In 4 of these cases these marriages had been monogamous, and 3 had lasted for over 25 years (with one still ongoing after 46 years). Whilst 2 of the men had left their marriages and formed new relationships, 3 had remained in their marriages: 1 until his wife’s death; 1 who still lives with his wife (although their relationship is an open one, and his wife is aware of her husband’s sexuality); and 1 whose wife is unaware that her husband is bisexual. Through the paper, it was difficult not to feel sympathy also for the wives, who, like their husbands, had lost the chance of meeting and marrying someone who could love them as a partner and not as a social expectation. Of course, in recent years, non-heterosexual people have been able to enter into civil partnerships and now, marriage.
Dr Anna Einarsdottir, University of Hull, spoke about her co-authored study of couples who had entered into civil partnerships and their experience and expectations of life thereafter. The study looked at couples across Britain, but for the purposes of her paper, Dr Einarsdottir extracted the experiences of those living in Scotland to explore their experience of family life and the role of tradition, in what was a novel and unprecedented formal partnership status. There were few differences between the Scottish couples and their counterparts in the rest of Britain; the most notable being the proximity of parents living locally to the couples. Perhaps because of this proximity, the testimony was striking for the ambiguity around which generation constituted the ‘family’. In Christmas arrangements, for example, it was not uncommon for couples to split and spend the day with their respective family of origin.This may simply mirror the experience of heterosexual couples, but there was a sense that the new couples occupied an undefined space between their family of origin and their own partnership, which was not quite afforded the status of a family.
Same sex couples in the study more obviously constructed themselves as a family when children came along, and modelled themselves quite consciously on their own parents’ marriages. In addition, civil partnerships, for all they were a novel development, actually followed quite a traditional path in terms of expectations and experiences. And finally, Heather Walker, author of LGBT Pathways to Parenthood, talked about some personal experiences of lesbian, gay, bisexual and transgender people in Scotland who were seeking to become parents or who had become parents already. The words of individuals who were at the forefront of changing perceptions and social norms around parenting were both moving and compelling, and opened up many questions about how we understand becoming a parent and what it means to be a parent. These questions have relevance beyond same sex couples, who were shown to be pioneering three or four parent families and giving new meaning to the old saying ‘it takes a village to raise a child’. It was hard to know whether to feel sorry for the biological father of a child of two lesbian friends, whose on-going parental contribution was limited to one ‘Daddy Day’ a month, or to respect his on-going commitment to being Dad under those circumstances. It is not a huge leap to apply some of these questions to separated ‘traditional’ or re-constituted step-families.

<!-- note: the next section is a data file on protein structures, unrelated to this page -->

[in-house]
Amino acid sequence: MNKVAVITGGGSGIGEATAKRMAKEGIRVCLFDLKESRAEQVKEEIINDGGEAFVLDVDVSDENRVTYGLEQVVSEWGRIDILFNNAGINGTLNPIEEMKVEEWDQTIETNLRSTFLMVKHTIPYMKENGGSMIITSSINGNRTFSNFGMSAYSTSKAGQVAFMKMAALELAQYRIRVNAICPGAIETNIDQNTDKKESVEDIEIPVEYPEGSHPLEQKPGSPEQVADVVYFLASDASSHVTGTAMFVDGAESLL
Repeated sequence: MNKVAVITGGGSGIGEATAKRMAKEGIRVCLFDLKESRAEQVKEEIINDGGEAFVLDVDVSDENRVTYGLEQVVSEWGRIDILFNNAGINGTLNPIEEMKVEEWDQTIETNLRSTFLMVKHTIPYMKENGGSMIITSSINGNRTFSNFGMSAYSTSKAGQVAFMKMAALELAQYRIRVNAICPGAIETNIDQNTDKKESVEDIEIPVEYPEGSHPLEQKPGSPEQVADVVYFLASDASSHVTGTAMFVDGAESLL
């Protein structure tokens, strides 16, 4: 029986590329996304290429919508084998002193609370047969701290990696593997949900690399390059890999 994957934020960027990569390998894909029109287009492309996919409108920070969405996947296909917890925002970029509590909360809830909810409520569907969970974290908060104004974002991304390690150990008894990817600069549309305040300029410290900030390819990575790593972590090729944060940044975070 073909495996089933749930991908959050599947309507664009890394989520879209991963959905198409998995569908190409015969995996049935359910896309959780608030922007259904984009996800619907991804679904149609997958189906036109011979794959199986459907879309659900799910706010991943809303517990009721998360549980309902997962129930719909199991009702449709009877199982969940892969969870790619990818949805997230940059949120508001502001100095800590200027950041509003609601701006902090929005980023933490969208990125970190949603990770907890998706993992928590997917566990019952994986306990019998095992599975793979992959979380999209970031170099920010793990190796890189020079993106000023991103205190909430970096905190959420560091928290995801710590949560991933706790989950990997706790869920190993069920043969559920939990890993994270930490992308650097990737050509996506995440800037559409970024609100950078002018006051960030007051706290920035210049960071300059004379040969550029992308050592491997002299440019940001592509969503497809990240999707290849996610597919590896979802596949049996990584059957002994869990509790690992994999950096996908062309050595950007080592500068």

The day as a whole provided plenty of material for reflection. Marriage and the family, whether intact or dissolved, and parenting, whether in partnership or alone, is something which touches us all. There was no one model discussed here which ‘works’ over and above all others, but rather ample evidence of people trying to negotiate and do their best with diverse situations, in broader social and economic circumstances over which they often had little direct control. Discussion and questions were wide-ranging: younger colleagues talked of consciously trying to establish new meanings for marriage and new ways of being within marriage, beyond the traditional gender set-ups; others questioned whether civil partnerships should have been an option for everyone, rather than making marriage the norm. While conservative policy discussion urges us to move back to a commitment to marriage, it is hard to see that this commitment has actually disappeared. The idea of marriage frames the way most other unions and family situations are understood. Nonetheless, the lessons of history show that unions were previously more varied in the way they were contracted; that families have long been around in multiple forms with child well-being impacted by multiple factors across these forms; and that supporting diversity in families does not exclude commitment and meaningful relationships between individuals within and across such families.
Learning From The Past, Looking To the Future: A workshop to celebrate the 35th anniversary of Scottish Women’s Aid
‘Learning From The Past, Looking To the Future: A workshop to celebrate the 35th anniversary of Scottish Women’s Aid’, Thursday 8th March (International Women’s Day) 2012. For details and podcasts from the day, please visit here.
Eleanor Gordon, ‘Married women’s work in Georgian Glasgow’, podcast linked to Glasgow Kelvingrove Art Gallery’s Georgian Glasgow exhibition. Funded by the Royal Society of Edinburgh, the symposium was organised to create a permanent resource for the public, teachers and students.